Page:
6. Do you get less of an effect—of pleasure or satisfaction—from the same number of cigarettes each day?
7. Do you continue to smoke, even though you enjoy only 10–20 percent of the cigarettes you light up?
If you answered "yes," know that many people get sick of their addiction over time, especially after age 40. What was social and fun becomes rote habit with less pleasure than advertised. Keeping this in mind can motivate you to move forward with breathing free.
8. Do you still enjoy smoking most or all of the time?
If you answered "yes," consider the question of smoking addiction in a hardheaded way. Is this pleasure so great that it's worth the health risks? Even if you still enjoy smoking, would it also be nice to shed the burden of guilt and shame you carry from smoking? Remember, this is your body, and there is only one available for each customer. So even with all the new replacement parts available, you still can't protect your body from all the pollution in the cigarette smoke. Getting smoke-free is like taking out a new health insurance policy with no monthly payments!
9. Do you feel anxious and nervous, and has this continued every day for the past two weeks?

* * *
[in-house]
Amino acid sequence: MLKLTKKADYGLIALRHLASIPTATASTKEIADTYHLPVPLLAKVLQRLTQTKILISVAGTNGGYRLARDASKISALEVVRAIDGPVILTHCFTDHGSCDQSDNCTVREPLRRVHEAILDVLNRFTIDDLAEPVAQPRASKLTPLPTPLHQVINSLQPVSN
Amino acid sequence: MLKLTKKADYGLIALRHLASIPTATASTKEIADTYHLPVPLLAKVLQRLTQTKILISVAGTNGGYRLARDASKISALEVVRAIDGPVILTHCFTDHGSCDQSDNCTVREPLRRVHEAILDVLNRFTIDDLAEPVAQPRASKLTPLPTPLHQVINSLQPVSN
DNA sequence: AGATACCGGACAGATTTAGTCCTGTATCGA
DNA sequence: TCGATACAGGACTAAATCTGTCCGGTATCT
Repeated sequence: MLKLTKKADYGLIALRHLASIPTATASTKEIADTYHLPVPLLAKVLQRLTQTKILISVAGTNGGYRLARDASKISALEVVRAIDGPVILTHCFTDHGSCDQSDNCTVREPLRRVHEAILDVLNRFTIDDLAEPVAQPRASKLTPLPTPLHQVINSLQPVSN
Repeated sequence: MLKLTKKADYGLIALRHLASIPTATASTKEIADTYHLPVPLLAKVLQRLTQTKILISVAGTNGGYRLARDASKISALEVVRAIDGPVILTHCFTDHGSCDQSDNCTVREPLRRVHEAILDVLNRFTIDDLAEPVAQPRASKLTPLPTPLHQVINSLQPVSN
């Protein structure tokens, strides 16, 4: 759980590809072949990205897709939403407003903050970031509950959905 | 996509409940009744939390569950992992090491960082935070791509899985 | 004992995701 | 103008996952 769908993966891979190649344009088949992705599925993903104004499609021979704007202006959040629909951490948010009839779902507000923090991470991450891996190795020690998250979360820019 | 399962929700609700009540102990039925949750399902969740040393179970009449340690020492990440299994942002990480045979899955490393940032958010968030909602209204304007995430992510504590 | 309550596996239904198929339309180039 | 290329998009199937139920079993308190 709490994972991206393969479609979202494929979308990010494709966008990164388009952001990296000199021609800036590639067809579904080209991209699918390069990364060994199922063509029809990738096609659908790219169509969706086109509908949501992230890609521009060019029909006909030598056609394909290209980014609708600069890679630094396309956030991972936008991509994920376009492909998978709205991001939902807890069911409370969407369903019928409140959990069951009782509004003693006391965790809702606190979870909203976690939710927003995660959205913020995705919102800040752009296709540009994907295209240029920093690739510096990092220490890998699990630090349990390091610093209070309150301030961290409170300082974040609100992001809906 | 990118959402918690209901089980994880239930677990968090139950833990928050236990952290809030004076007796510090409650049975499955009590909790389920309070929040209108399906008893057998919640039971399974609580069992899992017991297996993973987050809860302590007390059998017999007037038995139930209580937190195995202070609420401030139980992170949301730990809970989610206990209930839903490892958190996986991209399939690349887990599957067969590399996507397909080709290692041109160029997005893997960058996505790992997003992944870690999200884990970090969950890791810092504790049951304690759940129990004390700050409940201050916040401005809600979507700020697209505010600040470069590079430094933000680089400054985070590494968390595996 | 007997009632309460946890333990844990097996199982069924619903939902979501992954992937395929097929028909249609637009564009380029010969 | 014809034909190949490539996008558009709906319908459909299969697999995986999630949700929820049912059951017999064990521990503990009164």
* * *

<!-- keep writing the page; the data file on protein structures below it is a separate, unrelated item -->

If you answered "yes," you may have more anxiety about getting through your breathe-free day—the day you go completely tobacco-free. In that case, you may need to pay extra attention to the next step—working on preparation, confidence-building and motivation.
10. Do you feel sad and blue, and has this continued every day for the past two weeks?
If you answered "yes," you may have more emotional discomfort after getting through your breathe-free day. In that case, you may need to pay extra attention to the following plans to get that extra confidence that you can succeed. You may also need to carefully review with your doctor nicotine withdrawal symptoms, using successful strategies and learning to live well without tobacco.
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